When multiple wires carrying AC and time-varying signals are placed in close proximity to each other, unwanted coupling often occurs. This means the signals from one wire are transmitted via the stray capacitance between adjacent wires. Using the circuit illustrated in Figure 1, this project uses a simple DC motor to generate variable noise signals that are coupled from the wires carrying the power to the other, unconnected wires in the cable.
Additionally, this provides an excellent method for both observing unwanted signal coupling and learning how to mitigate its effect.
In case you are wondering, telephone cable is typically available from hardware stores. Any unshielded multi-conductor cable will suffice for this experiment. Cables with thin conductors (telephone cable is typically 24-gauge) produce a more pronounced effect.
Step 1: Connect the motor to the battery using two of the telephone cable’s four conductors, as illustrated in Figure 2.
The motor should run as expected.
Step 2: Now, connect the audio signal detector across the motor terminals with the 0.047 µF capacitor in series, as shown in Figure 3.
You should be able to hear a buzz or whine in the headphones, representing the AC noise voltage produced by the motor as the brushes make and break contact with the rotating commutator bars.
The purpose of the series capacitor is to act as a high-pass filter so that the detector only receives the AC voltage across the motor’s terminals, not any DC voltage. This is precisely how oscilloscopes provide an AC coupling feature for measuring the AC content of a signal without any DC bias voltage; a capacitor is connected in series with one test probe.
Ideally, one would expect nothing but pure DC voltage at the motor’s terminals because the motor is connected directly in parallel with the battery. Since the motor’s terminals are electrically common with the respective terminals of the battery, and the battery’s nature is to maintain a constant DC voltage, nothing but DC voltage should appear at the motor terminals, right?
Well, because of resistance internal to the battery and along the conductor lengths, as illustrated in Figure 4, current pulses drawn by the motor produce oscillating voltage dips at the motor terminals, causing the AC noise heard by the detector:
Step 3: Use the audio detector to measure noise voltage directly across the battery, as shown in Figure 5.
Since the AC noise is produced in this circuit by pulsating voltage drops along stray resistances, by measuring across less resistance, we should detect less noise.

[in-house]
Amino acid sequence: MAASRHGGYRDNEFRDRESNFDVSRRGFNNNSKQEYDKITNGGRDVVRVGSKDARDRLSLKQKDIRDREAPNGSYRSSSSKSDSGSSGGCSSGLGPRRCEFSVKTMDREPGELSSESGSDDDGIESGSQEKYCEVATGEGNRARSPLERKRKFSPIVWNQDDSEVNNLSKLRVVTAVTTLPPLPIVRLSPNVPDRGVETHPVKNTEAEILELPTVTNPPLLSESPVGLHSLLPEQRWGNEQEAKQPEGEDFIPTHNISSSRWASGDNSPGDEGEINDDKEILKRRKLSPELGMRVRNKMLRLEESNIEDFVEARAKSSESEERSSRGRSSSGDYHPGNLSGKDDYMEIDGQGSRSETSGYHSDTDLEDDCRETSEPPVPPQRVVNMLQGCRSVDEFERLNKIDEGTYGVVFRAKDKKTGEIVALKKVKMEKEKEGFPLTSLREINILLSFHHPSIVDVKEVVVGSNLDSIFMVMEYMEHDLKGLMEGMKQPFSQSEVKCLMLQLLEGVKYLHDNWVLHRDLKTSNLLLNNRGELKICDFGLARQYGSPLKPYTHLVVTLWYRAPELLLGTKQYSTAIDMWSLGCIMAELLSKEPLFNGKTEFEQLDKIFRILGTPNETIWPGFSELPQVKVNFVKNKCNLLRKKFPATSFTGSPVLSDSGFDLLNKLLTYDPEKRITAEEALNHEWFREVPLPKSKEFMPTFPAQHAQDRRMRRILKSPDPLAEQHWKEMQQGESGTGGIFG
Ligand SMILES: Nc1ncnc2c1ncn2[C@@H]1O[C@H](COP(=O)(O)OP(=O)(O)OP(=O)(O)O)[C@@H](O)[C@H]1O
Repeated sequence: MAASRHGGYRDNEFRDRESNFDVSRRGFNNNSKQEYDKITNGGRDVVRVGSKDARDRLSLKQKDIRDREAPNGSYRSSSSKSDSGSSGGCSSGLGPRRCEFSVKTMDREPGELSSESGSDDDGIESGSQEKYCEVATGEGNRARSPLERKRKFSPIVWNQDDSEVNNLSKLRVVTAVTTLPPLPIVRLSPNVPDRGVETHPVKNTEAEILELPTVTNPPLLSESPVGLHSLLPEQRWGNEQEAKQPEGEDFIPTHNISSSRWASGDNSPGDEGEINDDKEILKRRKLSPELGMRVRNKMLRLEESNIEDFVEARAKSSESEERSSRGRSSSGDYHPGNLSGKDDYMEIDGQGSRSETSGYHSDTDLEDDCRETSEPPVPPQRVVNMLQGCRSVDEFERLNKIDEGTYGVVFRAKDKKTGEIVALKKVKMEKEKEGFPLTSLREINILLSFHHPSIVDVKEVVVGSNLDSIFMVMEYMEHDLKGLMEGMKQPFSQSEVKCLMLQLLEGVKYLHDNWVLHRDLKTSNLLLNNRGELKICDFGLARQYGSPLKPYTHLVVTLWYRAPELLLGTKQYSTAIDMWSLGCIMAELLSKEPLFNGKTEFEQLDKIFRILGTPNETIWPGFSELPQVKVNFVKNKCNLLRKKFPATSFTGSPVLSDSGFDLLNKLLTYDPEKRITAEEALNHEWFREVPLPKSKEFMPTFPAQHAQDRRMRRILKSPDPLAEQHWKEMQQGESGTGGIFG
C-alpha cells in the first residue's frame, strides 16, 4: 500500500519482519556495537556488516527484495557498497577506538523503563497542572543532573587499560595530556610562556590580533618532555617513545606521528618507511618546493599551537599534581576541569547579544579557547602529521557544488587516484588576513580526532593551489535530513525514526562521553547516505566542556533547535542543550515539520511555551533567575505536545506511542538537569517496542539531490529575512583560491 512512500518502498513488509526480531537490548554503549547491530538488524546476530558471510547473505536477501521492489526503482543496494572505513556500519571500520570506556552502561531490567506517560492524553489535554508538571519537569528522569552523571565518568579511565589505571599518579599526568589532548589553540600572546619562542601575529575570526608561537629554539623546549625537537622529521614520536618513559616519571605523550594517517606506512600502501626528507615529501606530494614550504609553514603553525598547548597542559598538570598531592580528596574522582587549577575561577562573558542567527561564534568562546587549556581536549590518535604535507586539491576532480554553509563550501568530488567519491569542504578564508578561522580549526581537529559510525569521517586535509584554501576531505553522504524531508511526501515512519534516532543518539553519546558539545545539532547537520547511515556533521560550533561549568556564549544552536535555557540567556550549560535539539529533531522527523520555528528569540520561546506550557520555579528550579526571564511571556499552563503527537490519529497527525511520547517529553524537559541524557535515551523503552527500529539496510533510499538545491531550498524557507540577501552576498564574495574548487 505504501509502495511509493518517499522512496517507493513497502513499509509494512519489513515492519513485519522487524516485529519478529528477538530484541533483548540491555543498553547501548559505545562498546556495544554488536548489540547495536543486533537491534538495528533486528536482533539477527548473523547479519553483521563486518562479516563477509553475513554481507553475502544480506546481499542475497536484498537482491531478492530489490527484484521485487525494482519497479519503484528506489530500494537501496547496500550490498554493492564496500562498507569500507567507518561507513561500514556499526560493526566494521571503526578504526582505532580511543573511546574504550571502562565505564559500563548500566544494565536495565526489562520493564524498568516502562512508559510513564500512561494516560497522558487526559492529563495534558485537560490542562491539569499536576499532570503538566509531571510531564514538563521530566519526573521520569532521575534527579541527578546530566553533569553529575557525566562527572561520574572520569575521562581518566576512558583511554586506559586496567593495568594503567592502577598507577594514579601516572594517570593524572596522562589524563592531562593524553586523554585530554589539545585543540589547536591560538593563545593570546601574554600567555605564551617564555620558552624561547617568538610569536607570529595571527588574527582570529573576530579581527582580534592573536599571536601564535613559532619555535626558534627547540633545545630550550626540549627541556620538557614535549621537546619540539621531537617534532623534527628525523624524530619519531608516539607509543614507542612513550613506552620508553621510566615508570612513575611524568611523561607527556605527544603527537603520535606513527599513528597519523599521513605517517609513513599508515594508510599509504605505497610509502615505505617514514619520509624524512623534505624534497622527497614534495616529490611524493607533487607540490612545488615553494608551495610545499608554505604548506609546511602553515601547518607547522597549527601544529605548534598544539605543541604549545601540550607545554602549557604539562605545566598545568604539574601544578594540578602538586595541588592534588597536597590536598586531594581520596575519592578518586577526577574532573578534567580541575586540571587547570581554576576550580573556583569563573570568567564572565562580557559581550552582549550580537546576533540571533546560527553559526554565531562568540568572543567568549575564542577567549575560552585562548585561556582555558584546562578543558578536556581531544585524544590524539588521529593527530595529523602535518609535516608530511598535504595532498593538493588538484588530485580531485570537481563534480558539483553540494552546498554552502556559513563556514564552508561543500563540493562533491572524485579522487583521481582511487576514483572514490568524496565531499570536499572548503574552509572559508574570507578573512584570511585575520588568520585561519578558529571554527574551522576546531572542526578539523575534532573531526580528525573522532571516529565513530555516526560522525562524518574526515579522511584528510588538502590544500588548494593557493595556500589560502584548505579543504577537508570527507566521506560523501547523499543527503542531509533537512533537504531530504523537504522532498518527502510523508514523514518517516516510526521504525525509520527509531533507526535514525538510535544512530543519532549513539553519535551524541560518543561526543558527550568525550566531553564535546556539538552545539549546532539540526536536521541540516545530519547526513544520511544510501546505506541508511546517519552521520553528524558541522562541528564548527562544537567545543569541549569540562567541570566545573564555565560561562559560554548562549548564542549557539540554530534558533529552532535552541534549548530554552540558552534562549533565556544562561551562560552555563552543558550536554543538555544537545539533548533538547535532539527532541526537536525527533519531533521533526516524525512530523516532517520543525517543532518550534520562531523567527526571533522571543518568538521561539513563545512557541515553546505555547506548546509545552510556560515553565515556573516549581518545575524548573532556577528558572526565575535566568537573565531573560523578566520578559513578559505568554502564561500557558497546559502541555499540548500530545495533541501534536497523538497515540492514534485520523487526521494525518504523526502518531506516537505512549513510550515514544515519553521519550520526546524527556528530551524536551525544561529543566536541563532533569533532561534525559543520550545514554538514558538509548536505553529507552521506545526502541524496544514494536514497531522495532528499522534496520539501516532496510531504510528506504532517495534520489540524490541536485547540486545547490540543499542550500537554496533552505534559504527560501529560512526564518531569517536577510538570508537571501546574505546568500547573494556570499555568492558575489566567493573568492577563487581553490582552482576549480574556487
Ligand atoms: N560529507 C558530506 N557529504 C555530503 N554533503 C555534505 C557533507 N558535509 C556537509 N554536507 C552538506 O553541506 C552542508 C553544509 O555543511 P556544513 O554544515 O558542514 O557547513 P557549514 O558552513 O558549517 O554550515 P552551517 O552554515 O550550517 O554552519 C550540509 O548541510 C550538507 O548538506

Step 4: As demonstrated in Figure 6, you may also measure the noise voltage dropped along either of the telephone cable conductors supplying power to the motor by connecting the audio detector between both ends of a single cable conductor.
The noise detected here originates from current pulses through the resistance of the wire.
Step 5: Now that we have established how AC noise is created and distributed in this circuit, let’s explore how it is coupled to adjacent wires in the cable. Use the audio detector to measure the voltage between one of the motor terminals and one of the unused wires in the telephone cable, as illustrated in Figure 7.
The 0.047 µF capacitor is not needed in this exercise because there is no DC voltage between these points for the detector to detect anyway.
The noise voltage detected here is due to stray capacitance between adjacent cable conductors creating an AC current path between the wires. Remember that no current actually goes through a capacitance, but the alternate charging and discharging action of a capacitance, whether it be intentional or unintentional, provides the AC a pathway of sorts.
If we were to try and conduct a voltage signal between one of the unused wires and a point common with the motor, that signal would become tainted with noise voltage from the motor. This could be quite detrimental, depending on how much noise was coupled between the two circuits and how sensitive one circuit was to the other’s noise. Since the primary coupling phenomenon in this circuit is capacitive in nature, higher-frequency noise voltages are more strongly coupled than lower-frequency noise voltages.
Step 6: If the additional signal was a DC signal, with no AC expected in it, we could mitigate the problem of coupled noise by decoupling the AC noise with a relatively large capacitor connected across the DC signal’s conductors. Test this by using the 0.22 µF capacitor for this purpose, as shown in Figure 8.
The decoupling capacitor acts as a practical short-circuit to any AC noise voltage while not affecting DC voltage signals between those two points at all. So long as the decoupling capacitor value is significantly larger than the stray coupling capacitance between the cable’s conductors, the AC noise voltage will be held to a minimum.
Step 7: Another way of minimizing coupled noise in a cable is to avoid having two circuits share a common conductor. To illustrate, connect the audio detector between the two unused wires, as shown in Figure 9, and listen for a noise signal.
There should be far less noise detected between any two of the unused conductors than between one unused conductor and one used in the motor circuit. The reason for this drastic reduction in noise is that stray capacitance between cable conductors tends to couple the same noise voltage to both of the unused conductors in approximately equal proportions. Thus, when measuring the voltage between those two conductors, the detector only sees the difference between two approximately identical noise signals.
Learn more about the fundamentals behind this project in the resources below.
In Partnership with Samtec
by Aaron Carman